Moana Wreck - Aramoana Mole

 

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Moana Wreck - Aramoana Mole

Maximum Depth: 10-25m
Level:  Advanced
Type: Shore, Boat , Wreck


Description

 

Tips

If no swells have been hitting harbour side of the Mole for several days beforehand visibility will be at its best. Also watch diving here after rainy periods as the Otago harbour can become quite muddy / silty and visibility is often reduced. Watch for the eddying effect of the tides in some situations, can be identified by looking at which direction the macrocystis kelp is floating in. Best to have boat support for this dive, as currents can drag divers away from the rock wall.

Hazards

The Harbour side of the Mole can become very tricky to enter and exit off the rocks, with the Nor'East wind being the predominant direction of swells to look out for, but anything from the East has been known to generate a little . Make sure you keep an eye on your equipment whilst gearing up at the water's edge. The wrecks themselves pose no immediate danger of an overhead environment as all areas have direct access to the surface, but the sharp edges of the rusted hulks could become hazardous so appropriate exposure protection is advised. Entanglement could also occur as the hulks have become a large area of bladder kelp forests and monofilament fishing line, a dive tool or knife is a must have for this environment. Small recreational fishing boats are often around as well, so make sure you have a surface float and flag to let them know you are diving in the area.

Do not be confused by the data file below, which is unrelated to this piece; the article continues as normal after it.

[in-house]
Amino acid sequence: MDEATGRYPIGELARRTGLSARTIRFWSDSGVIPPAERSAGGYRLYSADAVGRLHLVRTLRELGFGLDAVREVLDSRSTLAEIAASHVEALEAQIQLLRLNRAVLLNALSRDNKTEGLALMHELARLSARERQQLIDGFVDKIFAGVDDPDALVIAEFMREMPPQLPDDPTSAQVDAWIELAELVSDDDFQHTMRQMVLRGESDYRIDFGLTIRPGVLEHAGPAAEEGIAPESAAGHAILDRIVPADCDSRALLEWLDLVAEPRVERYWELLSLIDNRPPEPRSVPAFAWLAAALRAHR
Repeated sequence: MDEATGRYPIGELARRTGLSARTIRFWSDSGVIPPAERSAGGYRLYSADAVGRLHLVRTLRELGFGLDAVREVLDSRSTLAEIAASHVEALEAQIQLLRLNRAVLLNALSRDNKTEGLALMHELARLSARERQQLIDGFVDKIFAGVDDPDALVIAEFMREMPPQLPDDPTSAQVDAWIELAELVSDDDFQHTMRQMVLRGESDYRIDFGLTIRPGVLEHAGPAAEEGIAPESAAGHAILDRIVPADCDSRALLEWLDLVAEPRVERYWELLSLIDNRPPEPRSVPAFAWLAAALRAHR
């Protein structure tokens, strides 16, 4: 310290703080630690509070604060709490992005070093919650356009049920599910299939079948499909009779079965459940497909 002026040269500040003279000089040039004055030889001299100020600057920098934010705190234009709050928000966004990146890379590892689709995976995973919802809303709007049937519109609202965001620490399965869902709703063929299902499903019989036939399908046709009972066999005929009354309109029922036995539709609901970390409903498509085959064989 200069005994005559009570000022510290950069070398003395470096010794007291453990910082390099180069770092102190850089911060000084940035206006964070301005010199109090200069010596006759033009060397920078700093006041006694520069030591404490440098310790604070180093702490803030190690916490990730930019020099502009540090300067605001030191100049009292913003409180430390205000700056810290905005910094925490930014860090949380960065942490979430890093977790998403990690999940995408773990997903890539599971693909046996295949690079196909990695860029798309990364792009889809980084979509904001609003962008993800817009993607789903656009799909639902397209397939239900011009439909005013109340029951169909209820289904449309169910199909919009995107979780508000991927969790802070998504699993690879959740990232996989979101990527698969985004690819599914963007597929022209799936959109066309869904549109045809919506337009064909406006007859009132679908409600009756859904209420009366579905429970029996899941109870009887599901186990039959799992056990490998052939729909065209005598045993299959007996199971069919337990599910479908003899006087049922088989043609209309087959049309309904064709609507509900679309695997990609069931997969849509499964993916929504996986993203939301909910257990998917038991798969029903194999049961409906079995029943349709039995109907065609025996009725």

Sea and Weather Recommendations

Avoid: NE swells that will cause surge, also avoid diving mid tide as currents can get quite strong.

Check the local conditions

Directions

The Moana stern is located around 150m shy from the end of the Aramoana Mole, and extends back towards the other wrecks for 110m. A large kelp forest encompasses the bulk of the wreck and it lies very close to the rocks of the Mole.

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History

The Moana was a steamship built in 1897 and measured just over 106m. The ship accommodated 198 first class and 100 second class passengers. The Moana spent many years sailing between Auckland and Sydney and through to Canada and USA. Eventually as other newer ships joined the same routes as the Moana, and due to the fact that she was in need of a major overhaul the Moana was withdrawn from service and laid up at Port Chalmers on 13th March 1931. For six years she lay idle in the port before items of value were removed and the superstructure dismantled. The Moana was sold to the Otago Harbour Board, and was towed to the Aramoana Mole were she was sunk in her current position on 31st October 1927.

 


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